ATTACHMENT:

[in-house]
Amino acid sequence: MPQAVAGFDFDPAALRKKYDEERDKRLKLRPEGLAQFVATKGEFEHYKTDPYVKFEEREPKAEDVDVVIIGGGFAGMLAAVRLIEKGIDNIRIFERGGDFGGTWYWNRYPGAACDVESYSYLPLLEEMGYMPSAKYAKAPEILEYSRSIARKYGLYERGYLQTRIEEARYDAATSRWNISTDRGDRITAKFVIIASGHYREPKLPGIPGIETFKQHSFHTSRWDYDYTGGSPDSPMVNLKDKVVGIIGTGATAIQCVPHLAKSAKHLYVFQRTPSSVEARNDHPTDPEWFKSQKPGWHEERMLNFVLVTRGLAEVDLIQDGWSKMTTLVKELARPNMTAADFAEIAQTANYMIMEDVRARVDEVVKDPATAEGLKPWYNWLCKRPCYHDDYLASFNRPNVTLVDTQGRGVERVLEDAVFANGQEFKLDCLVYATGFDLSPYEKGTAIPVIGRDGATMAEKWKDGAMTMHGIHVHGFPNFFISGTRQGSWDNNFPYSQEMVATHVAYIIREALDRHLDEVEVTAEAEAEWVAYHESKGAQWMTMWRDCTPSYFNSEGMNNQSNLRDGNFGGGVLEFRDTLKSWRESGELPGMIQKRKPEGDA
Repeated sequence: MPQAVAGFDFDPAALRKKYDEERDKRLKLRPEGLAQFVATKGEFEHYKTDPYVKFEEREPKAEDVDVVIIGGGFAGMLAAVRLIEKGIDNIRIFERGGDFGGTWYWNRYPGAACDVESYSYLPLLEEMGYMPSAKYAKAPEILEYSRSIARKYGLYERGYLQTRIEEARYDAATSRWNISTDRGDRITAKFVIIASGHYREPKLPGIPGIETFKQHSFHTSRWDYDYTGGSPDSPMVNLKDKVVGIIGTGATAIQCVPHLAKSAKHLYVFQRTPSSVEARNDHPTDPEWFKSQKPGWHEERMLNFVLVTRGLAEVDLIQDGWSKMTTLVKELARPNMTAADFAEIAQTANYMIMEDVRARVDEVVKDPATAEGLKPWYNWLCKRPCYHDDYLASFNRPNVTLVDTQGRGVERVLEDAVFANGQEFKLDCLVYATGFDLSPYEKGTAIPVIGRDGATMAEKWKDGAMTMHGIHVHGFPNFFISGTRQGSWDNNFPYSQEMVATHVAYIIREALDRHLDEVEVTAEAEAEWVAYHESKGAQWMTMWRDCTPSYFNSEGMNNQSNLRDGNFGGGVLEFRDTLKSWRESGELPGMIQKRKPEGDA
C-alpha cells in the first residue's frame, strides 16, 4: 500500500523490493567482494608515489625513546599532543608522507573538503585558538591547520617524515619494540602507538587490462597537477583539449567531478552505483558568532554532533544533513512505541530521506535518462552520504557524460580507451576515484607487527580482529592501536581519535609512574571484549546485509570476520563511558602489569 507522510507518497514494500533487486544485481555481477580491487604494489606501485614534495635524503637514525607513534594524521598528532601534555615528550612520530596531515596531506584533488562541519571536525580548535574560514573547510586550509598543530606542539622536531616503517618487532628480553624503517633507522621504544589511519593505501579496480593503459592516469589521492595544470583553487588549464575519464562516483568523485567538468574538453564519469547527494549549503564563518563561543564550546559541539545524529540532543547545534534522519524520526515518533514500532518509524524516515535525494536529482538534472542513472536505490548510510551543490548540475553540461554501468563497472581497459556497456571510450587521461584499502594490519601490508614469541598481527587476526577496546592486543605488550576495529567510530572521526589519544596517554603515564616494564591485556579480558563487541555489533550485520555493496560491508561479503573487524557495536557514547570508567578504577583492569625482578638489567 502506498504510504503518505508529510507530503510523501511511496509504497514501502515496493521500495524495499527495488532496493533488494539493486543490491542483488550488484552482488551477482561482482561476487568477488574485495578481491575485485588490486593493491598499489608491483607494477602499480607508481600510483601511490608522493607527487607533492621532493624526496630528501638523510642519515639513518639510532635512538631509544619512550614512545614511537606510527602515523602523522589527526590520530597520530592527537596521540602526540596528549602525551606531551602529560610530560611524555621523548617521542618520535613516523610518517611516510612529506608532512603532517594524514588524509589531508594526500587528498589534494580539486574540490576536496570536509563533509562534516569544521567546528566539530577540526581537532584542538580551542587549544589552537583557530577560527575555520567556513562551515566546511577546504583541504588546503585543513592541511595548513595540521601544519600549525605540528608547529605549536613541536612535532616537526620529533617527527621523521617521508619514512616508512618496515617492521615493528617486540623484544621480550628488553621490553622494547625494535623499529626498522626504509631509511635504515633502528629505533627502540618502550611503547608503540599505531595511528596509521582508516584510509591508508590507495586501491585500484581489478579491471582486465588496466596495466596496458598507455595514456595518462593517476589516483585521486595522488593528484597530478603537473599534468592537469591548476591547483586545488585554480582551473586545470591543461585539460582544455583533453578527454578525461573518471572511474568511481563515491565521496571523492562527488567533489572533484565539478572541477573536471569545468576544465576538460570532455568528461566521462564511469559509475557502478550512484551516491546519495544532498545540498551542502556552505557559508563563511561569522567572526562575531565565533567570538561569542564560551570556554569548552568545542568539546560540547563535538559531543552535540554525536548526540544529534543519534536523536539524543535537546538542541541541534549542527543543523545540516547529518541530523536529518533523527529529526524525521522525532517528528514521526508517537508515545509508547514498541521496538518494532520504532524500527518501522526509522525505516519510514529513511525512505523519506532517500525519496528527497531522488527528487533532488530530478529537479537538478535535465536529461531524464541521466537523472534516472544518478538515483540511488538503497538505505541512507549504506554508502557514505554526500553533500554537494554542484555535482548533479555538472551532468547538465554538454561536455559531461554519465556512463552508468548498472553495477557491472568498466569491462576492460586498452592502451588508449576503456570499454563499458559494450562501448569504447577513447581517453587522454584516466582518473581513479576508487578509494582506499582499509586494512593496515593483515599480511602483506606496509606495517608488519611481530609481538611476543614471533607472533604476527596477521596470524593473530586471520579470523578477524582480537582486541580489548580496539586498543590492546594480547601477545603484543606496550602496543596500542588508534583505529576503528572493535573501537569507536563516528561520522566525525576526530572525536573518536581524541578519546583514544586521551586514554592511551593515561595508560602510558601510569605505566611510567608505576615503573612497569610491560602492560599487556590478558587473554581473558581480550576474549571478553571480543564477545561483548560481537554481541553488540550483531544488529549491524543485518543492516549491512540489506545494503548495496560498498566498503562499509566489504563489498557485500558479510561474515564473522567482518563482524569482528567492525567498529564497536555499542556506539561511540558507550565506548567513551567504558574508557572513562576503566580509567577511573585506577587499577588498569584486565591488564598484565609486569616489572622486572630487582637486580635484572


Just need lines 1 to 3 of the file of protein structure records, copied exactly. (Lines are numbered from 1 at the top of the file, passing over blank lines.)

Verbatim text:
[in-house]
Amino acid sequence: MPQAVAGFDFDPAALRKKYDEERDKRLKLRPEGLAQFVATKGEFEHYKTDPYVKFEEREPKAEDVDVVIIGGGFAGMLAAVRLIEKGIDNIRIFERGGDFGGTWYWNRYPGAACDVESYSYLPLLEEMGYMPSAKYAKAPEILEYSRSIARKYGLYERGYLQTRIEEARYDAATSRWNISTDRGDRITAKFVIIASGHYREPKLPGIPGIETFKQHSFHTSRWDYDYTGGSPDSPMVNLKDKVVGIIGTGATAIQCVPHLAKSAKHLYVFQRTPSSVEARNDHPTDPEWFKSQKPGWHEERMLNFVLVTRGLAEVDLIQDGWSKMTTLVKELARPNMTAADFAEIAQTANYMIMEDVRARVDEVVKDPATAEGLKPWYNWLCKRPCYHDDYLASFNRPNVTLVDTQGRGVERVLEDAVFANGQEFKLDCLVYATGFDLSPYEKGTAIPVIGRDGATMAEKWKDGAMTMHGIHVHGFPNFFISGTRQGSWDNNFPYSQEMVATHVAYIIREALDRHLDEVEVTAEAEAEWVAYHESKGAQWMTMWRDCTPSYFNSEGMNNQSNLRDGNFGGGVLEFRDTLKSWRESGELPGMIQKRKPEGDA
Repeated sequence: MPQAVAGFDFDPAALRKKYDEERDKRLKLRPEGLAQFVATKGEFEHYKTDPYVKFEEREPKAEDVDVVIIGGGFAGMLAAVRLIEKGIDNIRIFERGGDFGGTWYWNRYPGAACDVESYSYLPLLEEMGYMPSAKYAKAPEILEYSRSIARKYGLYERGYLQTRIEEARYDAATSRWNISTDRGDRITAKFVIIASGHYREPKLPGIPGIETFKQHSFHTSRWDYDYTGGSPDSPMVNLKDKVVGIIGTGATAIQCVPHLAKSAKHLYVFQRTPSSVEARNDHPTDPEWFKSQKPGWHEERMLNFVLVTRGLAEVDLIQDGWSKMTTLVKELARPNMTAADFAEIAQTANYMIMEDVRARVDEVVKDPATAEGLKPWYNWLCKRPCYHDDYLASFNRPNVTLVDTQGRGVERVLEDAVFANGQEFKLDCLVYATGFDLSPYEKGTAIPVIGRDGATMAEKWKDGAMTMHGIHVHGFPNFFISGTRQGSWDNNFPYSQEMVATHVAYIIREALDRHLDEVEVTAEAEAEWVAYHESKGAQWMTMWRDCTPSYFNSEGMNNQSNLRDGNFGGGVLEFRDTLKSWRESGELPGMIQKRKPEGDA